Karnataka’s cultural capital, Mysuru (previously Mysore) could boast of the largest concentration of twitterati within the country. No, not in the virtual space, but in the real sense of the word! The city’s Sri Ganapathy Sachidananda Ashrama hosts the largest number of parrots, in a bewildering range of colours and hundreds of them as large as half of the height of a normal person. During the last few years, the Ashrama has emerged as a new tourist attraction in the city already known for its famed gardens, palaces and sanctuaries.
‘Shukhavana’ in Mysuru hosts a twitterati of around 2,200 birds, all members of the parrot family. The cacophony is at its shrill best at dawn and could be heard from afar when the macaws, parakeets, lorikeets and cockatoos, representing a riot of colours, announce the break of the day with their coos, caws, and croaks. The flapping and fluttering by the feathered friends fills the day.
Sprawling over 35 acres, the Ashrama has been hosting around 469 species of these colourful birds. The aviary allows free flight for these exotic birds within an enclosure under a mesh spanned 60 feet above the ground enclosing several trees, large cages and walking tracks for visitors. Three years ago, the aviary entered the Guinness Book of World Records for hosting such a large number and variety of birds.
Parrots are considered to be one of the most intelligent birds who empathise with human beings and can even mimic the voices and sounds they hear. They are mostly found in temperate regions of the world around tropics. India has only very few species of them. The larger and the more colourful ones are found in Latin America and Australasian region.
The aviary was conceived a few years ago when someone brought a pair of injured macaws to Swamiji, a nature enthusiast, who found them to be of exotic variety. After they were nursed back to health, the Swamiji dedicated some space within his large ashram to take care of the injured or crippled birds. It was named ‘Shukavana’, a retreat for those looking for relief and recovery. Soon devotees of the Ashram from around the world began to gift exotic birds. The numbers grew to hundreds and within no time the aviary was overflowing with over two thousand of them.
Parrots generally have a lifespan ranging from 25 to 50 years. However, the Major Mitchell Cockatoo could survive longer. The oldest that died is known to have lived 83 years. Hailing from Australia, they have a salmon-pink plumage. The aviary has a pair of them. It also has a pair of the Military Macaws that grow up to 70 cm (beak to tip of the tail) and could have a wingspan of 100 to 110 cm. The Scarlet Macaw is however the cynosure of all eyes at the Ashram. Sporting bright red, blue and yellow colours, it could measure up to 90 cm, major portion of it being the tail. Besides those in the cages, a couple of them sit in the central pavilion for photo opportunity for bird lovers and visitors. Scarlet Macaws are generally seen riding the tiny bicycles in concourse of Indian circuses.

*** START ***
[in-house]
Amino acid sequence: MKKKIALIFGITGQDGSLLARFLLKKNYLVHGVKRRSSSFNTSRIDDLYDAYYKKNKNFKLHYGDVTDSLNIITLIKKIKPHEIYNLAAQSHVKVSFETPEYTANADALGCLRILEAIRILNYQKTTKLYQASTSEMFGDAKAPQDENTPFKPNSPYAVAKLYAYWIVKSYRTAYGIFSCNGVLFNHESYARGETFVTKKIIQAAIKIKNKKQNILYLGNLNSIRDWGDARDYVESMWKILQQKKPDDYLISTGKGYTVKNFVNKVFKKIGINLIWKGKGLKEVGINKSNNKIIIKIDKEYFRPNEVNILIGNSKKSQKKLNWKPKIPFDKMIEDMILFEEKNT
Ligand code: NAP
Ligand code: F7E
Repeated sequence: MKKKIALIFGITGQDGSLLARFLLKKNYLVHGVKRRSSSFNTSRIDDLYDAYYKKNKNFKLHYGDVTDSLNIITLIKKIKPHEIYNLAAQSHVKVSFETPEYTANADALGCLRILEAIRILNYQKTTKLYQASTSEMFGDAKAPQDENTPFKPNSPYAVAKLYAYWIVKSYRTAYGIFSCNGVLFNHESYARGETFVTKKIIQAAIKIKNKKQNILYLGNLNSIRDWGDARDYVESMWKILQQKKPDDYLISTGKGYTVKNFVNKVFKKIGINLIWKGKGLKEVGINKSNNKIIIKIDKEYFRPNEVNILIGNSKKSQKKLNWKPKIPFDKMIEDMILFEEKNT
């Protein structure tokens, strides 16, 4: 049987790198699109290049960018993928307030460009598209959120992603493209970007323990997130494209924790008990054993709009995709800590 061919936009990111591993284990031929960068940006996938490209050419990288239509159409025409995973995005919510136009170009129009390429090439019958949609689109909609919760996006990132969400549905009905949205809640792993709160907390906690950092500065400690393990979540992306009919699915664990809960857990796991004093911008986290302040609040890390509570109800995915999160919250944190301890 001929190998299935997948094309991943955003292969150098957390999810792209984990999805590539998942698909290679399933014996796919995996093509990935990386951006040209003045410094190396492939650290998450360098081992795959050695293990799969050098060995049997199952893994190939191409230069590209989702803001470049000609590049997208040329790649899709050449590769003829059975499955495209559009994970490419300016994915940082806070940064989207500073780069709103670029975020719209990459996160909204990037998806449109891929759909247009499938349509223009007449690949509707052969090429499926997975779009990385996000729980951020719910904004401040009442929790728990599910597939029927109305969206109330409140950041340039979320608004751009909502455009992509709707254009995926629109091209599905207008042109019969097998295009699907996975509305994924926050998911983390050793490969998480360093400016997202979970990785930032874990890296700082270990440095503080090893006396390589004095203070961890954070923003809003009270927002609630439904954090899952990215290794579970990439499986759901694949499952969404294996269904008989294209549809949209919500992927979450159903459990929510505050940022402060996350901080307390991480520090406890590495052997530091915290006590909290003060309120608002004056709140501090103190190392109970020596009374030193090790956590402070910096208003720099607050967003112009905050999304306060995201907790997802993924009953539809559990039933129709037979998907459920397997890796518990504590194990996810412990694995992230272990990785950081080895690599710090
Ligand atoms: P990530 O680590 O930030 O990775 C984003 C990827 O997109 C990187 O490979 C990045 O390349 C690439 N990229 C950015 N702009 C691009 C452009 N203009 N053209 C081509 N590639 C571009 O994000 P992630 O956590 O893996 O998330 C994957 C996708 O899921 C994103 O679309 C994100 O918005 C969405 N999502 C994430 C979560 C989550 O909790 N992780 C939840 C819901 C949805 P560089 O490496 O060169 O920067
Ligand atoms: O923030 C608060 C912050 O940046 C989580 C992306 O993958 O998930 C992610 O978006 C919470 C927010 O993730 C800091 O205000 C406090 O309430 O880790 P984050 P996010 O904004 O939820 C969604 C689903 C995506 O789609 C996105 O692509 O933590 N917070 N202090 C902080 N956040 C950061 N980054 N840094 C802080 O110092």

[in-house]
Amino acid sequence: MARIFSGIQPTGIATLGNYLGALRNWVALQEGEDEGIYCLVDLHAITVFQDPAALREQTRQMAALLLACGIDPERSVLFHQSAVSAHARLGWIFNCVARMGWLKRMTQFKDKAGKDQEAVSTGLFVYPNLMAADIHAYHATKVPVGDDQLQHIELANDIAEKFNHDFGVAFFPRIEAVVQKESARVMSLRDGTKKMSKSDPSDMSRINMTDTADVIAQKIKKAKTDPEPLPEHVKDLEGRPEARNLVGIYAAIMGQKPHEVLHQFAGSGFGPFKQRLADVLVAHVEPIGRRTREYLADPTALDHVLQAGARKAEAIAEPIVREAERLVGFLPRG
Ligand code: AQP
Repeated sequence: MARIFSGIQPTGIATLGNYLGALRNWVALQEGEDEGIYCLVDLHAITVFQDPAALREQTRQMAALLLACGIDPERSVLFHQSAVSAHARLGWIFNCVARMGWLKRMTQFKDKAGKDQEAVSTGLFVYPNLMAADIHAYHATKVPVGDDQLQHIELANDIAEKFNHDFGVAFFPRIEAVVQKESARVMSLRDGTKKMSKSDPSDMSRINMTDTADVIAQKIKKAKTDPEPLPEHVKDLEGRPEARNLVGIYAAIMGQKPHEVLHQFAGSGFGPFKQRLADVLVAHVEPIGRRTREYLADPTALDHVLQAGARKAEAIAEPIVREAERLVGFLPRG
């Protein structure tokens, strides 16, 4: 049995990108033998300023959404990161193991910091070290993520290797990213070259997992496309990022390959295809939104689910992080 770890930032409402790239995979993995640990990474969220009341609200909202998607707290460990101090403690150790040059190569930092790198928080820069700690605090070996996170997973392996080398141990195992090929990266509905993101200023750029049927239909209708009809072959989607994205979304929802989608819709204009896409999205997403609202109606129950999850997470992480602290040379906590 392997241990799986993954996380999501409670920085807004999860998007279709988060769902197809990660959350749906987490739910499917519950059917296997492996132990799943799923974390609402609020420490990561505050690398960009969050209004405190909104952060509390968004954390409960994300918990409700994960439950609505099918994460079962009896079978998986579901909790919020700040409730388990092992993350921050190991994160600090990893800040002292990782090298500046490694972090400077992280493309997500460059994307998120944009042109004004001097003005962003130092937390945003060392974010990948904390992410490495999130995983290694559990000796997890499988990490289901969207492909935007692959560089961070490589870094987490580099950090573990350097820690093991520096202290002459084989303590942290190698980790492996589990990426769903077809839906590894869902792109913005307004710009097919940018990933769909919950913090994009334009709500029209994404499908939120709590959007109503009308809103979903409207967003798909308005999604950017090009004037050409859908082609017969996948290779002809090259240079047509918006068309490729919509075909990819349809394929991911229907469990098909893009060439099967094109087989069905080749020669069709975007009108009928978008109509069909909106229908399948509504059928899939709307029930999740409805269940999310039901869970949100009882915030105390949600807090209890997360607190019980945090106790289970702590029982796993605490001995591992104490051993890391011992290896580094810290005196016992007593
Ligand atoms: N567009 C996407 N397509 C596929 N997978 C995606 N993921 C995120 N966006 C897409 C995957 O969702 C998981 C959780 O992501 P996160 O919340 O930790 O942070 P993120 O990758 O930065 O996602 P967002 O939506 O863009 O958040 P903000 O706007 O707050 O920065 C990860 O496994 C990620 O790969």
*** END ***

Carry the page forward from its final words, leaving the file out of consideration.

Bird-keepers point out that the Congo African Grey parrots are the most intelligent among the avian guests. With a walnut-sized brain, they are said to mimic the human voices or other sounds instantaneously. Gifted with a long and stout beak, Channel-billed Toucans could measure up to 48 cm, a fourth of it being the beak itself. One of these birds in the aviary was under vet care in the well-equipped rehabilitation centre. Blue-winged Macaws which are known to live up to 50 years are black-billed but have a red or yellow-feathered underside. They are on the IUCN list of endangered species. Rose-breasted Galah Cockatoos, gifted by an Australian visitor at the Ashram, are extremely friendly birds. The bird-keeper informs, they can live up to 70 years in the captivity with provision of good diet.
Sheathed in striking colours, Shamrock Macaws are a pleasant mélange of colours inheriting their genes from their parents i.e., Scarlet Macaws and Military Macaws. These are favourites for pet bird-keepers.
A few Palm Cokatoos too regale the visitors with their fan palm plumage and strong beak which can break thick sticks from live trees and splice them into thin strands to line its nest. It can even split palm fruits and said to be the largest bird of the Australian continent and can weigh up to 1,200 grams.
The list could be endless. The Rehabilitation Centre on an average day has 30 to 40 of these birds under the vet care. According to Dr. Dasari Srilakshmi, the physician at the unit, new birds are quarantined upon arrival for a few weeks of training for the new ambience. The unit has a few blind birds which are permanent inmates under protective custody. Some birds get into the habit of plucking their feathers and flesh from the breast. They are fitted with a plastic disk around the neck which prevents the beak from reaching the body feathers. The unit is equipped with X-ray, diagnostic and DNA lab with entire range of facilities that an ideal vet-care unit would require. An isolation room for birds with infectious ailments too has been provided.
The Ashram authorities offer the avian guests a sumptuous treat with a lot of nuts, fruits, berries and sweet corn. Birds are released from their cages for designated period for some free flying and exercise during the day. Curiously, most of them return to their cages by themselves. The ones found to have lost their way, are led back to their perches by the staff.
The fact that one gets to see the bewildering diversity among just one species of birds, i.e., parakeets at ‘Shukavana’, triggers the spirit of exploring Nature among young visitors. No wonder, why the aviary has emerged as an education centre for the students and nature enthusiasts.
M A Siraj is senior journalist based in Bengaluru. He writes for several publications in the country.